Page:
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So.. I need to edit the BCD for a partition on my local hard disk using a program called EasyBCD. This program needs the partition to be mounted (have a drive letter) so it can access \Boot\BCD, but when I enter the Disk Management program, the partition has no available actions. The only thing on the right-click menu is a help link with no relevant information.

Is there any program that can assign the letter for me or a tweak to enable changing drive letter for that partition?

Here is the information about the partition displayed in Disk Management:

  • Volume: [blank]
  • Layout: Simple
  • Type: Basic
  • File System: [blank]
  • Status: Heathy(EISA Configuration)
  • Capacity: 1.46GB
  • Free Space: 1.46GB
  • Fault Tolerance: No

I know for a fact that is the first primary partition, the filesystem is NTFS, and the label is TOSHIBA SYSTEM VOLUME.

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In the Disk Manager what are you right-clicking on? Are you right-clicking the volume area, or the "Disk #" panel (etc.)? Can you access the partition from within Windows itself? – Ƭᴇcʜιᴇ007 Jul 15 '12 at 20:30
You can use Disk Management to assign a drive letter, although it's rather odd that EasyBCD requires one. – Harry Johnston Jul 15 '12 at 20:37
That 1.46GB partition is too large for being the boot partition. This looks more like the Toshiba recovery partition. This is not the partition you are looking for. – Robert Jul 16 '12 at 11:45

2 Answers 2

up vote 0 down vote accepted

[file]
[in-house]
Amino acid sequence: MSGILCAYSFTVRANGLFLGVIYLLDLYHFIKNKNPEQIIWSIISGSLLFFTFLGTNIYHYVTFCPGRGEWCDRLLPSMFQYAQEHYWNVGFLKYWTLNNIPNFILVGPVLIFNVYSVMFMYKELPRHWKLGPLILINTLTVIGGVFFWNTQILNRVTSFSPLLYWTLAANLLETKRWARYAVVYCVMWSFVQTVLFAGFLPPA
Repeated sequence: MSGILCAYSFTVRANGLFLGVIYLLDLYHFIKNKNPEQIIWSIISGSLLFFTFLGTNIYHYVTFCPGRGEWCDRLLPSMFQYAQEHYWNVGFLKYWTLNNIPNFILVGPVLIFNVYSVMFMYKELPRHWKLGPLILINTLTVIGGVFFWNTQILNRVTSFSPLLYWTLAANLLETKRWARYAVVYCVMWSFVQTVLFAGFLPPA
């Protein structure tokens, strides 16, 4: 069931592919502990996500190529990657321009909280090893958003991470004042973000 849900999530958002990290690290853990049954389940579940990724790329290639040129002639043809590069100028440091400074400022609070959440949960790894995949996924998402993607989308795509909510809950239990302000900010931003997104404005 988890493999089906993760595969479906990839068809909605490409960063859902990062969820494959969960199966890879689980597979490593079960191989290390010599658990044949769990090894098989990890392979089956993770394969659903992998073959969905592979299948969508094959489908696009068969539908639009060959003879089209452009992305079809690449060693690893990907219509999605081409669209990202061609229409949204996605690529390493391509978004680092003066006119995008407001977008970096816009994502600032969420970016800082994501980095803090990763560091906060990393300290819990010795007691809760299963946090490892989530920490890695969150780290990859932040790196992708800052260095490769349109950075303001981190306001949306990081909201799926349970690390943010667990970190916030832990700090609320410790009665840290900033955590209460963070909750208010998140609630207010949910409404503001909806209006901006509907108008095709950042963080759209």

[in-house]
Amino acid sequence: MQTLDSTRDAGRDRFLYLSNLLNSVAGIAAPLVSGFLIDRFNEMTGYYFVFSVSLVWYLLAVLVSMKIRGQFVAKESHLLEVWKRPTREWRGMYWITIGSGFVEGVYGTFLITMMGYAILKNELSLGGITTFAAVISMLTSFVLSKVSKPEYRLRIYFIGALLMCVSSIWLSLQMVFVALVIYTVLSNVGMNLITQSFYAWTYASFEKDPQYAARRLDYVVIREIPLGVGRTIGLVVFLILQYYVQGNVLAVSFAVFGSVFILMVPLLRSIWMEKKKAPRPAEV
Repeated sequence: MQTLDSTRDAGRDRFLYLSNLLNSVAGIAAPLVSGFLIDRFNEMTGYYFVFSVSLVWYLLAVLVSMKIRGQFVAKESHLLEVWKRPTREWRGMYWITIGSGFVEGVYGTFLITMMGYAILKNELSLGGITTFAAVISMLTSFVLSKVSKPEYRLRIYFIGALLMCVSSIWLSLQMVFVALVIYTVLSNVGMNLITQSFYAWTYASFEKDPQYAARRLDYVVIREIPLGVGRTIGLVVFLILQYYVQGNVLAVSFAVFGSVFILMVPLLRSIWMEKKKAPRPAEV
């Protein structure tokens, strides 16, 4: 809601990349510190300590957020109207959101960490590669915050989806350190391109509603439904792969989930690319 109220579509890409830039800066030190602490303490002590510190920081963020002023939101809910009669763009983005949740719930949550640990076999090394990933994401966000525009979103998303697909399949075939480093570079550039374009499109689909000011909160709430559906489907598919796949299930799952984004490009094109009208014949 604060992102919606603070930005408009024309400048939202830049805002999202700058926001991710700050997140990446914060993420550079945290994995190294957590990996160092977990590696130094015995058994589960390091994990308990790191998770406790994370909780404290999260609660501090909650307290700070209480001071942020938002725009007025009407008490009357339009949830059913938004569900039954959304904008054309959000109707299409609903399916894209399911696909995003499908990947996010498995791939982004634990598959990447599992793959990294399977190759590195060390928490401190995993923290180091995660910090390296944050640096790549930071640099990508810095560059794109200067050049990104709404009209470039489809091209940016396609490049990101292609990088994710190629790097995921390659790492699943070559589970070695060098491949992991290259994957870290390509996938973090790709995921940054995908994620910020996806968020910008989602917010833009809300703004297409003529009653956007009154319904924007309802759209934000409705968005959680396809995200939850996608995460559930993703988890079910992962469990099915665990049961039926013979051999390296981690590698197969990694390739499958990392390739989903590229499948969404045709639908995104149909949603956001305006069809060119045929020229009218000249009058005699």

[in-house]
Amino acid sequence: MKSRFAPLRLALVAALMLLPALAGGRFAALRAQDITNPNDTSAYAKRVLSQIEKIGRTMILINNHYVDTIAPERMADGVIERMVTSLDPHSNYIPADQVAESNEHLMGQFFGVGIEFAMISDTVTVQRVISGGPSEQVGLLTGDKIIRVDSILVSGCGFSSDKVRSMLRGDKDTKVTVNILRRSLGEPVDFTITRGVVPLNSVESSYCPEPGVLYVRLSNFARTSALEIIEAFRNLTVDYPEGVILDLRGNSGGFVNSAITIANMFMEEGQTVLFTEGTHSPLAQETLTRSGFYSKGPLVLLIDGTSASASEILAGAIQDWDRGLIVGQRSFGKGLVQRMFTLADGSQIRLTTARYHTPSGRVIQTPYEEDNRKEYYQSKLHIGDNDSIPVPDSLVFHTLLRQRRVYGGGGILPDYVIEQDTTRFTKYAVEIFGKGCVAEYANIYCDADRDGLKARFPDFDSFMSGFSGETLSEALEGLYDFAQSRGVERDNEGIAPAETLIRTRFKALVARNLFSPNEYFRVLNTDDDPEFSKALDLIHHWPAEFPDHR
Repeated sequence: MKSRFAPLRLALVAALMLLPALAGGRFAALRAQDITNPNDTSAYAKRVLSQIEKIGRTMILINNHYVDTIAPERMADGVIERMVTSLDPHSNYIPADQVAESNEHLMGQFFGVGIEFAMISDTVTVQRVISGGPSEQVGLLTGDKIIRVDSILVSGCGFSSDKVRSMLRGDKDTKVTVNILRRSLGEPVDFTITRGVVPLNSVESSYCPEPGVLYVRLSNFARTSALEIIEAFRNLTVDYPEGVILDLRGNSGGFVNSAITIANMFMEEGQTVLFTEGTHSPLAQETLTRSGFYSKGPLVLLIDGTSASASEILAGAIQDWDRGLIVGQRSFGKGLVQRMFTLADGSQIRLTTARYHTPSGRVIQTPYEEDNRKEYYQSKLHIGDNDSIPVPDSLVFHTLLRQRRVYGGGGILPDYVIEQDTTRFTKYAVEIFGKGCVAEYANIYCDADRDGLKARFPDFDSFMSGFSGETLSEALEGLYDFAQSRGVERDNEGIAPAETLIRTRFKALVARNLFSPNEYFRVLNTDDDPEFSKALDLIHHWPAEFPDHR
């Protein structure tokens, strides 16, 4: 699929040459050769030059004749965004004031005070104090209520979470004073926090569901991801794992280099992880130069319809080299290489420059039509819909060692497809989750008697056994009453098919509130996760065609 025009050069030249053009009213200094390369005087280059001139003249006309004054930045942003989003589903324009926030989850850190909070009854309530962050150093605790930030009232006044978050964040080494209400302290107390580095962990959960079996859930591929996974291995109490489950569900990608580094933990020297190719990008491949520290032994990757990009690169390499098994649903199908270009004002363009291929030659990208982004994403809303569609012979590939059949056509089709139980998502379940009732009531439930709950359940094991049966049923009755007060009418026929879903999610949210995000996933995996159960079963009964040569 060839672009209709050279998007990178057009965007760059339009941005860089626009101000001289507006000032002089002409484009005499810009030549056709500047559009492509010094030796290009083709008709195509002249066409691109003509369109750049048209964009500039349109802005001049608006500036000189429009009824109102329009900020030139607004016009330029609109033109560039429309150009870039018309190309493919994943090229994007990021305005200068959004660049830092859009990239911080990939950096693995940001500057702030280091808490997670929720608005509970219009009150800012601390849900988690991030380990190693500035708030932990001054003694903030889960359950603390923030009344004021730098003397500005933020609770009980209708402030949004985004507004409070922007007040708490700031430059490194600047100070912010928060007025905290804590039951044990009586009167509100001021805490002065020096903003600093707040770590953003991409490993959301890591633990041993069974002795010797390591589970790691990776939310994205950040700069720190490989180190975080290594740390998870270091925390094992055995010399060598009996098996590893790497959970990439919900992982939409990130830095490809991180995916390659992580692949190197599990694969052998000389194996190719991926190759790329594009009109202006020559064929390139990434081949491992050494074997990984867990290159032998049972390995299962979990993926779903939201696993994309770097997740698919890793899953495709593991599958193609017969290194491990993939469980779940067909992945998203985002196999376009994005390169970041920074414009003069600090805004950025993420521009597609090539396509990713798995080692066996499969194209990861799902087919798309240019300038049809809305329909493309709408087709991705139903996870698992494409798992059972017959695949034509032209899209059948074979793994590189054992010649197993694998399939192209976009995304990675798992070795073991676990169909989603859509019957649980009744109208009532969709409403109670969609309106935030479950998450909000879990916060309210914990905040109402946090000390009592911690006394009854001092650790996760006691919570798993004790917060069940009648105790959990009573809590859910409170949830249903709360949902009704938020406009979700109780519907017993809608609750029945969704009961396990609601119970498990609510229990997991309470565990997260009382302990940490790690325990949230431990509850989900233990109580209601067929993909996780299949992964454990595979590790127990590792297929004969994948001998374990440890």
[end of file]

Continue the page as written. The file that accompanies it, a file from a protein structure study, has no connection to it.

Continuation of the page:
A NTFS, FAT or FAT32 partition can always be mapped to a drive letter. It is even done automatically by Windows if the partition is not "hidden".

For unhiding a partition you can use diskpart.exe for example or any Partition Tool/Editor. The difference is in partition type: "clear" NTFS, type is 07(hex) - "hidden" NTFS, type is 17(hex).

You can also try Visual BCD Editor for changing BCD contents.

The tool can edit every single item present in BCD not just a few elements. Drive and path of an application/loader can be changed/edited completely (e.g. a partition device can be changed to locateEx device(vhd) - no other tool offers such capabilities).

A BCD can be dropped on the VBCDE shortcut icon to open any BCD store so the problem is access of Windows Explorer to BCD in question.


The system BCD can be inacessible for Windows Explorer (reside on a hidden partition) but Windows makes it accesible by copying its contents to system registry (HKLM\BCD00000000).

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Thanks so much. Unhiding the partition seemed to have solved it. Never thought to check if it was hidden. Sorry for getting back to this question, I thought I had email notifications turned on. :) – wolfo9999 Aug 4 '12 at 2:28

Unhiding the Partition

Step 1 Select "Run" from the Start Menu.

Step 2 Type "cmd" in the field and click "OK." This will start the command line prompt.

Step 3 Type "diskpart" and press the "Enter" key to start the Diskpart command line utility.

Step 4 Type "select disk X," replacing the "X" with the number of the drive that has the hidden partition. Press the "Enter" key. The program should say "Disk X is now the selected disk."

Step 5 Type "select partition X," again replacing the "X" with the partition number for the hidden partition. After you press the "Enter" key, the program should indicate that it selected your partition.

Step 6 Make sure that you selected the right partition by typing "detail partition" and then pressing the "Enter" key. Diskpart will print out some data, including the partition number, type, hidden status and active status. If it says "Hidden: Yes," you are working with the right partition.

Step 7 Note the partition type. It will be a two character code.

Step 8 Enter "set type=07" if the hidden partition is an NTFS partition or "set type=0b" if it is a FAT32 partition, then press the "Enter" key. After doing this, type "Assign" then press "Enter".

Step 9 Type "exit" to close Diskpart, then click the close box to shut down the command prompt.


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